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# is this the correct code for a bitset map

 P: n/a Hi, Is the code below the best way to have the less than function for an 80 bit bitset or is there something faster / better? When I populate this map with millions (... and millions) of sets it gets slower and slower, I'm looking to make it faster. Thanks typedef bitset<80> myBitSet; struct ci_less : binary_function { bool operator() (const myBitSet & s1, const myBitSet & s2) const { for(int x= 79; x >= 0; x--) { if(s1[x] != s2[x]) return s1[x] < s2[x]; } } }; // end of ci_less typedef map Results_Map; Aug 18 '05 #1
5 Replies

 P: n/a Rich S. wrote: Hi, Is the code below the best way to have the less than function for an 80 bit bitset or is there something faster / better? When I populate this map with millions (... and millions) of sets it gets slower and slower, I'm looking to make it faster. Thanks typedef bitset<80> myBitSet; struct ci_less : binary_function { bool operator() (const myBitSet & s1, const myBitSet & s2) const { for(int x= 79; x >= 0; x--) { if(s1[x] != s2[x]) return s1[x] < s2[x]; } } }; // end of ci_less typedef map Results_Map; I did not see a method in the bitset interface to let you compare the bits in groups larger than a single bit. There may be vendor-specific extensions to the bitset class that you are using that offer such access. You may wish to consider using a vector instead of a bitset since it has the same compact storage as a bitset, but defines the less than operator (<) to compare two vectors lexicographically (which is the type comparison the routine above performs). Since a vector would no doubt compare the bits as words, it should run up to 32 times faster than your current comparison routine. Greg Aug 18 '05 #2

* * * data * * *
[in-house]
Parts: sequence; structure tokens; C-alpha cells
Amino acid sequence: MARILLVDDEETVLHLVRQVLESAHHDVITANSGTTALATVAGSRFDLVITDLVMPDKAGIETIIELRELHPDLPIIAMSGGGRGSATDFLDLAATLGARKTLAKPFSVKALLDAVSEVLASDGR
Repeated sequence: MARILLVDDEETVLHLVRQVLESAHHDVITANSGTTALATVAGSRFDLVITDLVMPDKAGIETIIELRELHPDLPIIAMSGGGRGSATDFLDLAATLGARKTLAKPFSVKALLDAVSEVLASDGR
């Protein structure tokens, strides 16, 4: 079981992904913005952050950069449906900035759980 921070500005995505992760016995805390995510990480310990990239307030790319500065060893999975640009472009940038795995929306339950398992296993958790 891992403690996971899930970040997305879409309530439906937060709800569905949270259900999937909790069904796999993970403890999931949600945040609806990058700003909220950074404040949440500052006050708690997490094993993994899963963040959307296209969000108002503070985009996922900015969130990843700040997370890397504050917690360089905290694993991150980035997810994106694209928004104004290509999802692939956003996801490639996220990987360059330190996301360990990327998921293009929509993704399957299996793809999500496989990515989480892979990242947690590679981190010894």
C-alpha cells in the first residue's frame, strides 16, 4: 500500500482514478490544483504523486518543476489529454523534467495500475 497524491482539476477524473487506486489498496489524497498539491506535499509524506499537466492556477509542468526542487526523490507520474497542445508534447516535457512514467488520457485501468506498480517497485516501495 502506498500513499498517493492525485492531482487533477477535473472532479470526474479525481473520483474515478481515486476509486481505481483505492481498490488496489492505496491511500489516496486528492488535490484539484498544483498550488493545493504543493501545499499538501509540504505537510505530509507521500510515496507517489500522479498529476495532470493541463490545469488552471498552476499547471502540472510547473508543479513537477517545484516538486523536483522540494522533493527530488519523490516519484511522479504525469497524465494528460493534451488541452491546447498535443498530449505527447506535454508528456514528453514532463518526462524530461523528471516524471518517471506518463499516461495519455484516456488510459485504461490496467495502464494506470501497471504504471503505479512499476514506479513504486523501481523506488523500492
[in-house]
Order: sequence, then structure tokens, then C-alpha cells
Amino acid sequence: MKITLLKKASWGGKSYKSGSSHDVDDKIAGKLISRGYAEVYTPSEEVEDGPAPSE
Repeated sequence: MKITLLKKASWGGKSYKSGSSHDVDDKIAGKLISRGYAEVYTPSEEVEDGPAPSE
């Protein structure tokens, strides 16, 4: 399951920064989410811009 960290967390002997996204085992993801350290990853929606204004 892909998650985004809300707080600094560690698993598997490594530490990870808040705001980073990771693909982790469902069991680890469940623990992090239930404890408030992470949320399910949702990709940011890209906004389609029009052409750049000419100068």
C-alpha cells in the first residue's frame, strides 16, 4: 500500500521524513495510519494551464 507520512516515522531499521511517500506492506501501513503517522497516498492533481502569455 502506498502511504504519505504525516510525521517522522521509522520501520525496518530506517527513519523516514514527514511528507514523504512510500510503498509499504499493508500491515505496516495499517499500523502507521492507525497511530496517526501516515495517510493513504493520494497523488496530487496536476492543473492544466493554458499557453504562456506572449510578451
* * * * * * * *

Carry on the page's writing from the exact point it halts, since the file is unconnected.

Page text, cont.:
P: n/a "Greg" wrote in message news:11**********************@f14g2000cwb.googlegr oups.com... Rich S. wrote: Hi, Is the code below the best way to have the less than function for an 80 bit bitset or is there something faster / better? When I populate this map with millions (... and millions) of sets it gets slower and slower, I'm looking to make it faster. Thanks typedef bitset<80> myBitSet; struct ci_less : binary_function { bool operator() (const myBitSet & s1, const myBitSet & s2) const { for(int x= 79; x >= 0; x--) { if(s1[x] != s2[x]) return s1[x] < s2[x]; } } }; // end of ci_less typedef map Results_Map; I did not see a method in the bitset interface to let you compare the bits in groups larger than a single bit. There may be vendor-specific extensions to the bitset class that you are using that offer such access. You may wish to consider using a vector instead of a bitset since it has the same compact storage as a bitset, but defines the less than operator (<) to compare two vectors lexicographically (which is the type comparison the routine above performs). Since a vector would no doubt compare the bits as words, it should run up to 32 times faster than your current comparison routine. Greg Can you show me how that would work in this case. I have patterns like 1101010101010 etc etc etc, that I use the bitset to represent and toss in the map to calculate how many I have of each. How would vector work like that? Thanks for your time. Aug 18 '05 #3